Fly Ash

Fly ash is a fine, powdery substance that "flies up" from the coal combustion chamber (boiler)and is captured by emissions controls, such as an electrostatic precipitatororfabric filter "baghouse," and scrubbers.

This material is virtually identical in its composition to volcanic ash with pozzolanic properties ideal for concrete that built the structures of Ancient Rome we appreciate 2,000 years later. More than half of the concrete produced today in the U.S. uses fly ash in some quantity as a substitute for traditional cement. Among the world's most renowned bridges, skyscrapers, roads, dams, and a wide range of other construction projects were built using high-performance fly ash concrete mixes to achieve superior strength and longevity. Builders routinely use 40 percent fly ash mixes. That amount can reach 70 percent or more in massive walls, girders, dams, and foundations.

Among fly ash concrete's major environmental advantages:

  • Eliminates the need to mine virgin materials and thus prevents the associated impacts, while also conserving limited material resources;
  • Conserves land otherwise used for disposal;
  • Does not require kilning and therefore protects the atmosphere from carbon dioxide release; for every ton of fly ash used to replace traditional cement a ton of carbon dioxide is saved from entering the Earth's atmosphere; over the past decade fly ash recycling eliminated nearly a billion tons of greenhouse gas;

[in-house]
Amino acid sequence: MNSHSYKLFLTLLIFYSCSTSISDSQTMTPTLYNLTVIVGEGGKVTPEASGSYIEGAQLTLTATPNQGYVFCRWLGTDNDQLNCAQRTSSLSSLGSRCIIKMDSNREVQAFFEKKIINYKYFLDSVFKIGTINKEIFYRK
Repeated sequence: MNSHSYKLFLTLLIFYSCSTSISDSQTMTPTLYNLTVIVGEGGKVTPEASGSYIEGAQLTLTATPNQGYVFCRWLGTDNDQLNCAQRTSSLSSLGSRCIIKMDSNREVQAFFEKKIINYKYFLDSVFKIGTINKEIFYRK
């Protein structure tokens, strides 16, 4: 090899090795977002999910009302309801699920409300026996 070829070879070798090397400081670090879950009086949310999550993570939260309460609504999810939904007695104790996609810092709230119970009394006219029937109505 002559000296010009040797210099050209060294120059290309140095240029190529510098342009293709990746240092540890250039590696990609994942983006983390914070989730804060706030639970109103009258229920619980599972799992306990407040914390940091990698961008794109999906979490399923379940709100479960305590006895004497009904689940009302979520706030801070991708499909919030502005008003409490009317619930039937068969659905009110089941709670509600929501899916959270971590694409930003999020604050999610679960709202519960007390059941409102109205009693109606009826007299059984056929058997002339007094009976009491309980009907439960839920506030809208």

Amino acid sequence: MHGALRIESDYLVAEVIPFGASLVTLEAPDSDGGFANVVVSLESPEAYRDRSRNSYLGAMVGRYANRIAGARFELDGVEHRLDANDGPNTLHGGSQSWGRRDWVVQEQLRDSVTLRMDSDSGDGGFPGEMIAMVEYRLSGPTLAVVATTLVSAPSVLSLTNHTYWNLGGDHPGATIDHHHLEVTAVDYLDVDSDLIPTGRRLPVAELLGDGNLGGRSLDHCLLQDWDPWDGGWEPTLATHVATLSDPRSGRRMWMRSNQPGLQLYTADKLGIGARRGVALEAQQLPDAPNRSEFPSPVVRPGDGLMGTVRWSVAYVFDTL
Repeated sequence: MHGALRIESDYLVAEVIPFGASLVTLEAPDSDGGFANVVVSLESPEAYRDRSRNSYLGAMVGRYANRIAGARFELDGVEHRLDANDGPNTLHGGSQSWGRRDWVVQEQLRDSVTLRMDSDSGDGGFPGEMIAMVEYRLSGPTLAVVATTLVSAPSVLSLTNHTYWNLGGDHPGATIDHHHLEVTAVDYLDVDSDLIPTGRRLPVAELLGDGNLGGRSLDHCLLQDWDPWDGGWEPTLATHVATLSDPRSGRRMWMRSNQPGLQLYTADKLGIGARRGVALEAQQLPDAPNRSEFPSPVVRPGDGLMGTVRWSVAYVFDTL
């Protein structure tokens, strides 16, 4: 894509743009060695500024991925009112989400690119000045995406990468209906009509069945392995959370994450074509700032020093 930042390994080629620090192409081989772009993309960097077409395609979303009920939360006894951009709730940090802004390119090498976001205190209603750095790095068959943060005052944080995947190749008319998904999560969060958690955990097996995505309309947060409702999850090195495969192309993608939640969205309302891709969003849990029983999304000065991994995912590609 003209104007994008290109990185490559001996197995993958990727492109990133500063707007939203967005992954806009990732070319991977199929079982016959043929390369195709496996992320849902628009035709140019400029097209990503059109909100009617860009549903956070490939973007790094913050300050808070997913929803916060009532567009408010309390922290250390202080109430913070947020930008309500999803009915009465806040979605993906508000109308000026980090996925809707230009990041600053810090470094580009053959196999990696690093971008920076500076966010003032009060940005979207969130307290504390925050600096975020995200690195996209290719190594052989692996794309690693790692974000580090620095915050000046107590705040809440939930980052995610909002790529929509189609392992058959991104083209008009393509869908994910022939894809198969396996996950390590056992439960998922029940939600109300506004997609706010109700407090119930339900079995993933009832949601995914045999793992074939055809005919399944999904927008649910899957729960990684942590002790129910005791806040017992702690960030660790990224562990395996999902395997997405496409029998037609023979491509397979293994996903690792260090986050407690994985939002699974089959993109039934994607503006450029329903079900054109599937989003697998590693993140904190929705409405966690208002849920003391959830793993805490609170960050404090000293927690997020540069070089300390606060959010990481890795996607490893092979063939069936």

• Conserves water because fly ash uses very little compared with traditional cement.

Besides concrete, fly ash is also used in composite materials, such as in aluminum metal alloys for lightweight auto parts and synthetic lumber for outdoor decks and fences.

Please visit www.coalashfacts.org for more factual information on fly ash and other coal combustion products.


  • Raw material in concrete products and grout
  • Feed stock in the production of cement
  • Fill material for structural applications and embankments
  • Ingredient in waste stabilization and/or solidification
  • Ingredient in soil modification and/or stabilization
  • Component of flowable fill
  • Component in road bases, sub-bases, and pavement
  • >Mineral filler in asphalt

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